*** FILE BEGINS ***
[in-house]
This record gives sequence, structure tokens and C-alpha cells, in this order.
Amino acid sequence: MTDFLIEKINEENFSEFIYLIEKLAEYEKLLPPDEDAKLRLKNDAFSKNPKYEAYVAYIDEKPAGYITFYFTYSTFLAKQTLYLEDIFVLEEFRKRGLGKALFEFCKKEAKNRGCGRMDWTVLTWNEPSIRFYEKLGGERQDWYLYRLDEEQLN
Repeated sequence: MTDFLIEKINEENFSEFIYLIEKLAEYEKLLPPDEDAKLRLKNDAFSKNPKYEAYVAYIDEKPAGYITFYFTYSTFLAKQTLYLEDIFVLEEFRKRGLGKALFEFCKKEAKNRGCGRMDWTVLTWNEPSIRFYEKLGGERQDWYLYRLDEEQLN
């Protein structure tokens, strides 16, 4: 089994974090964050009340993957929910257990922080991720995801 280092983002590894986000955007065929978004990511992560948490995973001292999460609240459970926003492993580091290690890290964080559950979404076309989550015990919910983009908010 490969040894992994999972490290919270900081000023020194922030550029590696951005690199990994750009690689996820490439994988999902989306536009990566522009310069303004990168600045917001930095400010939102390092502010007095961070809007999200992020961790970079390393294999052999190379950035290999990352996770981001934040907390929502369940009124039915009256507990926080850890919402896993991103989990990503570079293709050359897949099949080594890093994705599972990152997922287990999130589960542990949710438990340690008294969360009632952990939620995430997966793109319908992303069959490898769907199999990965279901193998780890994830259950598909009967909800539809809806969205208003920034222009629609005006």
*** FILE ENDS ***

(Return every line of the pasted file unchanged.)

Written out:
[in-house]
This record gives sequence, structure tokens and C-alpha cells, in this order.
Amino acid sequence: MTDFLIEKINEENFSEFIYLIEKLAEYEKLLPPDEDAKLRLKNDAFSKNPKYEAYVAYIDEKPAGYITFYFTYSTFLAKQTLYLEDIFVLEEFRKRGLGKALFEFCKKEAKNRGCGRMDWTVLTWNEPSIRFYEKLGGERQDWYLYRLDEEQLN
Repeated sequence: MTDFLIEKINEENFSEFIYLIEKLAEYEKLLPPDEDAKLRLKNDAFSKNPKYEAYVAYIDEKPAGYITFYFTYSTFLAKQTLYLEDIFVLEEFRKRGLGKALFEFCKKEAKNRGCGRMDWTVLTWNEPSIRFYEKLGGERQDWYLYRLDEEQLN
């Protein structure tokens, strides 16, 4: 089994974090964050009340993957929910257990922080991720995801 280092983002590894986000955007065929978004990511992560948490995973001292999460609240459970926003492993580091290690890290964080559950979404076309989550015990919910983009908010 490969040894992994999972490290919270900081000023020194922030550029590696951005690199990994750009690689996820490439994988999902989306536009990566522009310069303004990168600045917001930095400010939102390092502010007095961070809007999200992020961790970079390393294999052999190379950035290999990352996770981001934040907390929502369940009124039915009256507990926080850890919402896993991103989990990503570079293709050359897949099949080594890093994705599972990152997922287990999130589960542990949710438990340690008294969360009632952990939620995430997966793109319908992303069959490898769907199999990965279901193998780890994830259950598909009967909800539809809806969205208003920034222009629609005006």